The best outcome of Afghan President Hamid Karzai’s visit to Washington has been that US President Barack Obama finally cracked the whip on his AfPak team. When the AfPak special representative Richard Holbrooke turned up at Andrews Airbase at 6.00 am to receive Karzai whom he once not too long ago yelled at, a loud message went down the line-up in Washington. Similarly, the US ambassador in Afghanistan Karl Eikenberry who once thought Karzai was unworthy to be America’s ally, found himself escorting the Afghan leader from Kabul to Washington.
A gloss has been put on it as Obama’s “charm offensive” but the plain truth is Washington has no alternative but to propitiate Karzai. Three factors led to this calamity. First, of course, Karzai outwitted the US’s AfPak diplomats who tried to muzzle him. He showed a streak of independence that took them by surprise. They caricatured Karzai as a confused figure but the campaign ultimately disintegrated and Obama decided to step in.
Secondly, from the praise Obama showered on Karzai (and downplaying the Afghan leader’s obvious human flaws), Washington has begun appreciating Karzai’s political skill. Karzai keeps together an unwieldy coalition, he is not lacking in flexibility as shown by his retraction from his stubborn stance regarding an all-Afghan election commission and he kept up a working relationship with General Stanley McChrystal, commander of the US forces. All this didn’t go unnoticed by Obama.
Nor the sense of realism Karzai showed by deputing Ashraf Ghani who was the US’s preferred candidate in last year’s presidential election, as his emissary to Washington ahead of his visit. Ghani took with him Karzai’s practical ideas that could facilitate the transition in Obama’s war strategy in July 2011 when the drawdown of US combat troops is expected. Karzai displayed sincerity about making a success of Obama’s Afghan strategy.
Again, despite the gloss put on the US military operations in Helmand province, the ground realities appear grim and the prognosis of the upcoming operations in Kandahar doesn’t look good. To quote well-known columnist David Ignatius, the “much-touted offensive” in Marjah in Helmand in February has not gone on the expected lines and “Kandahar, the next big test of the US strategy, will be even harder.” Evidently, Obama needs Karzai’s cooperation.
An opinion survey funded by the US army has come up with the startling finding that the Kandahari opinion overwhelmingly supports reconciliation with the Taliban – “our Afghan brothers”. This was also the belief expressed by tribal elders in Kandahar whom Karzai met in March. Indeed, Karzai shares their belief. The poll revealed that Karzai’s proposal for the convening of a jirga enjoys massive popular support.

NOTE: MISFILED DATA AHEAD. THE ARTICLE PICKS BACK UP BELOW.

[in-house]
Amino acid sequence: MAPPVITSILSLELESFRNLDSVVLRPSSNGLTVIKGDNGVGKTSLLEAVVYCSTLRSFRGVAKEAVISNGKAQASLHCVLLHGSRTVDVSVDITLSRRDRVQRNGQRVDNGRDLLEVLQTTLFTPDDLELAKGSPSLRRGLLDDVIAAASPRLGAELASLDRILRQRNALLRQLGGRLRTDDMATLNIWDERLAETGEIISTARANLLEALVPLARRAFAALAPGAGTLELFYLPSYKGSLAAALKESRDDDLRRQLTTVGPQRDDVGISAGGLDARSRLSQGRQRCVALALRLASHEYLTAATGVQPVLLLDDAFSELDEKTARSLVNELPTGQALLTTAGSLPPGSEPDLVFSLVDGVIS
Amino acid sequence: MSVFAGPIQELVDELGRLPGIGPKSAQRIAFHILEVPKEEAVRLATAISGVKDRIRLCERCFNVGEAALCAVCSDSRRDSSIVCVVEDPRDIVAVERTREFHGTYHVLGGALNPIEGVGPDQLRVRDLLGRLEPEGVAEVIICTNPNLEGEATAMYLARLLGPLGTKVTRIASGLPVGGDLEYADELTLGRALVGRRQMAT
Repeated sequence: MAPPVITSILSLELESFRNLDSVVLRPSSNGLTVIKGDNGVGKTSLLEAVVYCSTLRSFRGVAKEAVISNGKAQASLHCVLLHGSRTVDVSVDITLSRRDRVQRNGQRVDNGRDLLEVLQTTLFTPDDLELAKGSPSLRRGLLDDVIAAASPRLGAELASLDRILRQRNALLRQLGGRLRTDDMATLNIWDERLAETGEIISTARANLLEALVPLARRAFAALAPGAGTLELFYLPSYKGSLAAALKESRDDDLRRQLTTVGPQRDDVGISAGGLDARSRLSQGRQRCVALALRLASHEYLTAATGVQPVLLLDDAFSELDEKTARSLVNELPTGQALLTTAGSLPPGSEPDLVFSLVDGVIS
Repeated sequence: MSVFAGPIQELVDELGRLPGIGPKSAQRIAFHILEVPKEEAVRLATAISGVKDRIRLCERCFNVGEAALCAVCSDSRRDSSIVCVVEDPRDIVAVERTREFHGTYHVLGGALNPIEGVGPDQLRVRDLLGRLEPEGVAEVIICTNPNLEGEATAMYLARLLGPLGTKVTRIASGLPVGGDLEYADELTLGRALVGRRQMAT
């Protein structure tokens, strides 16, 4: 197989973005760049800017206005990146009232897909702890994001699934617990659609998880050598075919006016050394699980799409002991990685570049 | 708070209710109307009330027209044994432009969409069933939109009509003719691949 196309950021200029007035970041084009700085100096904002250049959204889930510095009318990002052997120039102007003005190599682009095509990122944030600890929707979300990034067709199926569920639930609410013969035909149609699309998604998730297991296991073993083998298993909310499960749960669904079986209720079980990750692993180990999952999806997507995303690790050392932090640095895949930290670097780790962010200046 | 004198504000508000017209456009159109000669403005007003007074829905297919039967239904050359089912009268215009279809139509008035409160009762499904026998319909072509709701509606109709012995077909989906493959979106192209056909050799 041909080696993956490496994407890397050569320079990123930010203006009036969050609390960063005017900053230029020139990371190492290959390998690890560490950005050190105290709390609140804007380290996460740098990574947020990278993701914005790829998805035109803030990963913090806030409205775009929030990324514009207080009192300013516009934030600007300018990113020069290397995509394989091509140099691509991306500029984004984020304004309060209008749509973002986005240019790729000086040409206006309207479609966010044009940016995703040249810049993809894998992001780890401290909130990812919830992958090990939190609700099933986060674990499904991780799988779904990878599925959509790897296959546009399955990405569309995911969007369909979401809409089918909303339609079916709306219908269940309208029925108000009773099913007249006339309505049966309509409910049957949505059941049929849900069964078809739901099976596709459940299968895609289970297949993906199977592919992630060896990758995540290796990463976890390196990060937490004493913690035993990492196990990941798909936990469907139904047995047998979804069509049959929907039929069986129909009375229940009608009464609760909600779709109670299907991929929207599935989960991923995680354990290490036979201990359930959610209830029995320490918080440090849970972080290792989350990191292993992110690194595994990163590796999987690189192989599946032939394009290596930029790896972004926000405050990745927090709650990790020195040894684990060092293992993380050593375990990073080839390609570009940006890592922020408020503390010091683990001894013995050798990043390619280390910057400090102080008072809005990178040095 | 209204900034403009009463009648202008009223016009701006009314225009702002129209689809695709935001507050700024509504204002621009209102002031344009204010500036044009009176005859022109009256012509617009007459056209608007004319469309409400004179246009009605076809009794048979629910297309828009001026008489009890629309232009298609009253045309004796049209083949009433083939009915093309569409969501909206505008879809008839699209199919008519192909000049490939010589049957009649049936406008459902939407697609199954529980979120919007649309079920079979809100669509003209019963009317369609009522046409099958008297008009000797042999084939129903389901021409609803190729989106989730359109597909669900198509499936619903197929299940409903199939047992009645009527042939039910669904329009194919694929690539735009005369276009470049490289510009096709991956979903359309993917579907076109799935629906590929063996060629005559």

Obama realizes that the time has come to abandon the holy cow that Karzai should not open negotiations with the Taliban until mid-2011. Obama reportedly instructed his war cabinet last month that it might be time to start negotiations with the Taliban, overruling the assumption that peace talks should be deferred until McChrystal degraded the Taliban militarily.
From this overall perspective, the outcome of Karzai’s talks in Washignton can be evaluated. One, Obama made it clear that notwithstanding the tensions of the past, the US is closing ranks with Karzai. He admitted candidly that tensions are endemic to “such a complicated, difficult environment” and the US will continue to be “frank” with Karzai while the latter will continue to “represent his country and insist that its sovereignty is properly respected”.
But the bottom-line is that “Our solidarity today sends an unmistakable message”. Obama complimented Karzai publicly that “progress…has been made, including strengthening anti-corruption efforts, improving governance at provincial and district levels, and progress towards credible parliamentary elections later this year.” In sum, Karzai carries back to Kabul considerable political capital even as Afghan interest groups strain to figure out their president’s standing in Obama’s court.
Two, Karzai won Obama’s open support for the jirga to be convened in Kabul in end-May. The US was lukewarm to the idea and suspected it to be a ploy by Karzai to corner his detractors. Obama’s support goes a long way to strengthen Karzai’s hands.